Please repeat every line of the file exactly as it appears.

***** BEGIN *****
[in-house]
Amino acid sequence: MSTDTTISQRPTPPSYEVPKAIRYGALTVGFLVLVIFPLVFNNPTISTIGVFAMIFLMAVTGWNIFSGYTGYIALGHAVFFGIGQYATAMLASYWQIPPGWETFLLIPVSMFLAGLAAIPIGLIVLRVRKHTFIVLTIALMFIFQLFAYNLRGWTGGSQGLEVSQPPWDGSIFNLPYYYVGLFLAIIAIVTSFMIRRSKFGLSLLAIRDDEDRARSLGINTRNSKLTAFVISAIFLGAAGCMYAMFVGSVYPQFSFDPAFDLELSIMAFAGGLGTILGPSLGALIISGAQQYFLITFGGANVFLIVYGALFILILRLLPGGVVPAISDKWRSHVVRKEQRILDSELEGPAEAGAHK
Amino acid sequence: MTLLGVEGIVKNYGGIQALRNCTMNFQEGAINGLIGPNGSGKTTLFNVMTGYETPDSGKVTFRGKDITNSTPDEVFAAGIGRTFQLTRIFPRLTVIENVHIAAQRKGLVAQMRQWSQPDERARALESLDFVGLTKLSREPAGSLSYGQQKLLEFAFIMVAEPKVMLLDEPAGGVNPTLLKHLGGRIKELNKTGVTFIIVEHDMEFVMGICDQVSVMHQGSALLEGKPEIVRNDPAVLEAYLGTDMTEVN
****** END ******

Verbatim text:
[in-house]
Amino acid sequence: MSTDTTISQRPTPPSYEVPKAIRYGALTVGFLVLVIFPLVFNNPTISTIGVFAMIFLMAVTGWNIFSGYTGYIALGHAVFFGIGQYATAMLASYWQIPPGWETFLLIPVSMFLAGLAAIPIGLIVLRVRKHTFIVLTIALMFIFQLFAYNLRGWTGGSQGLEVSQPPWDGSIFNLPYYYVGLFLAIIAIVTSFMIRRSKFGLSLLAIRDDEDRARSLGINTRNSKLTAFVISAIFLGAAGCMYAMFVGSVYPQFSFDPAFDLELSIMAFAGGLGTILGPSLGALIISGAQQYFLITFGGANVFLIVYGALFILILRLLPGGVVPAISDKWRSHVVRKEQRILDSELEGPAEAGAHK
Amino acid sequence: MTLLGVEGIVKNYGGIQALRNCTMNFQEGAINGLIGPNGSGKTTLFNVMTGYETPDSGKVTFRGKDITNSTPDEVFAAGIGRTFQLTRIFPRLTVIENVHIAAQRKGLVAQMRQWSQPDERARALESLDFVGLTKLSREPAGSLSYGQQKLLEFAFIMVAEPKVMLLDEPAGGVNPTLLKHLGGRIKELNKTGVTFIIVEHDMEFVMGICDQVSVMHQGSALLEGKPEIVRNDPAVLEAYLGTDMTEVN